Morris: I think Ashton is great and Filles Mal Guardee is fabulous. The work isn't known as well as it should be in the states. There's a good new book about him by Judy Cavanah.
Goblin: There's a hysterical picture of him dressed as Queen Victoria.
Morris: I've seen a lot of Guardee over the years, but I haven't seen anything recently because no one does him anymore except for Romeo and Juliet. His symphonic variations is thrilling, a great work.
Goblin: The first of that type of dance wasn't it? Abstract?
Morris: Perhaps it is, pretty close to that, including those little monotones that I love.
Goblin: Is it true for you that it's the narrative that sort of grabs people in? There's either some kind of told or untold story . . .
Morris: I think everyone is desperate to make up one, and they're right. I mean you can make up a story in any situation, and you're right as the viewer . . . yet it's not my intention to dictate what people should think. I like the ambiguity, I like leaving some things open but clear enough in intention that it's laid out.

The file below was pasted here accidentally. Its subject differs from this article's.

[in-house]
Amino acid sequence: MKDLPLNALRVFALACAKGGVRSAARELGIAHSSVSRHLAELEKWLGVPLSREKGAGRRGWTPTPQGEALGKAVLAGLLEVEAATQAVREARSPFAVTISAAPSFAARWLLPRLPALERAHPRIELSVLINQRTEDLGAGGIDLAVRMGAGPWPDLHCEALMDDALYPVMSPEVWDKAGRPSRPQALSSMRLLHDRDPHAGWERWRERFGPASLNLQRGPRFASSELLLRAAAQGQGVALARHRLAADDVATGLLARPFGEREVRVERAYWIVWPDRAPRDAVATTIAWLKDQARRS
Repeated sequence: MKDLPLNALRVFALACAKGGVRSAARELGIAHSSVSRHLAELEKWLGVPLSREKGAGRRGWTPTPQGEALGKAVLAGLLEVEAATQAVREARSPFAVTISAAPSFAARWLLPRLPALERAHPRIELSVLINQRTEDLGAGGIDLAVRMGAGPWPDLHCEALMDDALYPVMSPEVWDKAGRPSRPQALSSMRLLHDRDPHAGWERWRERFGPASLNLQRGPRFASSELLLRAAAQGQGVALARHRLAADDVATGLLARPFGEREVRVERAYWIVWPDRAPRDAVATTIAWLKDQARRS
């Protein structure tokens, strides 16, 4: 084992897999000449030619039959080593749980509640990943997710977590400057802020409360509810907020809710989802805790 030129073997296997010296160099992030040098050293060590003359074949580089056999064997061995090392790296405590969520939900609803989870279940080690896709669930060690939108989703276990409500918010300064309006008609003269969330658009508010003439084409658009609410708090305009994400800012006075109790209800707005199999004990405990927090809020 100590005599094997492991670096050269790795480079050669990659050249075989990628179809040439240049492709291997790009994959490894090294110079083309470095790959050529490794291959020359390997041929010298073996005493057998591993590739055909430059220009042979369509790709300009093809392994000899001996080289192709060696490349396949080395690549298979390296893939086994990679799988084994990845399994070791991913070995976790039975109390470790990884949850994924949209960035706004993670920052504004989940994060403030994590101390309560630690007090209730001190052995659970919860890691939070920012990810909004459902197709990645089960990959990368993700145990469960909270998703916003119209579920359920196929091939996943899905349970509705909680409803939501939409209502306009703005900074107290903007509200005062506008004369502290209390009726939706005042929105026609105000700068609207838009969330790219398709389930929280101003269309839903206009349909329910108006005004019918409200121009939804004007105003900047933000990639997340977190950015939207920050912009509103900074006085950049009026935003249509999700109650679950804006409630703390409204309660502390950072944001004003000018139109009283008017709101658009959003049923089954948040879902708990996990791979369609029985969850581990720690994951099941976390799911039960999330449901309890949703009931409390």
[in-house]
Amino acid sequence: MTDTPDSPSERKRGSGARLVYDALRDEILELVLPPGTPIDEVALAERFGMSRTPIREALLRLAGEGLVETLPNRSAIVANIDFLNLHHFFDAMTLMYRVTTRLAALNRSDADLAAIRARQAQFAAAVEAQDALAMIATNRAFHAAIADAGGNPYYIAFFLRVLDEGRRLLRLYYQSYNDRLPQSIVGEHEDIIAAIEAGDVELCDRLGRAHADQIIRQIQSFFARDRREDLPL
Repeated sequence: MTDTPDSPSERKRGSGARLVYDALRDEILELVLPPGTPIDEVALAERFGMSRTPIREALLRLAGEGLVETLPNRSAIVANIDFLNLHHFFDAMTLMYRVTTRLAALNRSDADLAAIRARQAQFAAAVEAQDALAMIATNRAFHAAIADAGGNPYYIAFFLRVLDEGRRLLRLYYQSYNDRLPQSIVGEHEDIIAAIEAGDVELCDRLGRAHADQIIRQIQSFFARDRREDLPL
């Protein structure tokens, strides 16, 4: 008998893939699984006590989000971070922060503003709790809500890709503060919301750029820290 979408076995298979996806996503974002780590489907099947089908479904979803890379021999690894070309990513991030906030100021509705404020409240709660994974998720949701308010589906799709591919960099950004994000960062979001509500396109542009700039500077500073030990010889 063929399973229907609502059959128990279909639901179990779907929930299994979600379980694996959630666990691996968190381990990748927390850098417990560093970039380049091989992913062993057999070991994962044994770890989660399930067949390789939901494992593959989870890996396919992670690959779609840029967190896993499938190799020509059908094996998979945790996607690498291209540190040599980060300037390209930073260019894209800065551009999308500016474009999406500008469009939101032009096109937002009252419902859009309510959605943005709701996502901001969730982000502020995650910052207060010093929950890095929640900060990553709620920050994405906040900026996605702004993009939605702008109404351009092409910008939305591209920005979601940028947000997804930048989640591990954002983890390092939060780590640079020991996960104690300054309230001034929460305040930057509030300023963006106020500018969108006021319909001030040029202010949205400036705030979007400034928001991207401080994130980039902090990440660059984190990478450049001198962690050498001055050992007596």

Goblin: Is it even ambiguous to yourself?
Morris: Sometimes sure it is. I'm not after a closed system, I mean I'm after a complicated system in structure, but as far as watching it, I don't think that everything should be decided.
Goblin: When we see your dances there seems to be a clear point but we're never quite sure what it is.
Goblin: Do you notate your dances? If so, how?
Morris: We don't. We have video tapes of dances, notes and oral histories. And also, dances go away they don't have to last forever, it's fine with me. Notation systems are so cumbersome and so academic. I don't know any working dancers who read and write these notations in any way. That's a whole separate category of scholarship.
Goblin: Do you usually get more pleasure from the larger productions like "The Hard Nut" or more from the family-sized pieces such as "Gloria?"
Morris: A bigger production is a lot more exhausting and stress producing and risky and interesting. Every show is a different thing. I just finished this opera in Eddenburrow called "Platee" and it's a giant giant undertaking, it turned out beautifully and I'm relieved about that. But it was really really hard. So the bigger the show, the more headaches, but of course the pay off is relative.
Goblin: Do you think it's easier to make the audience feel like they're friends with your dancers in the smaller pieces?
Morris: Oh, they don't have to be their friends.
Goblin: We get the feeling that you really want the audience to be the friends of the dancers when they're watching -- to feel an interpersonal reaction almost.
Morris: We're all in the same room, so I want people to be involved with one another, but again you can't decide exactly to what extent that operates. It varies all the time and it depends on the show, it depends on the audience, it depends on everything.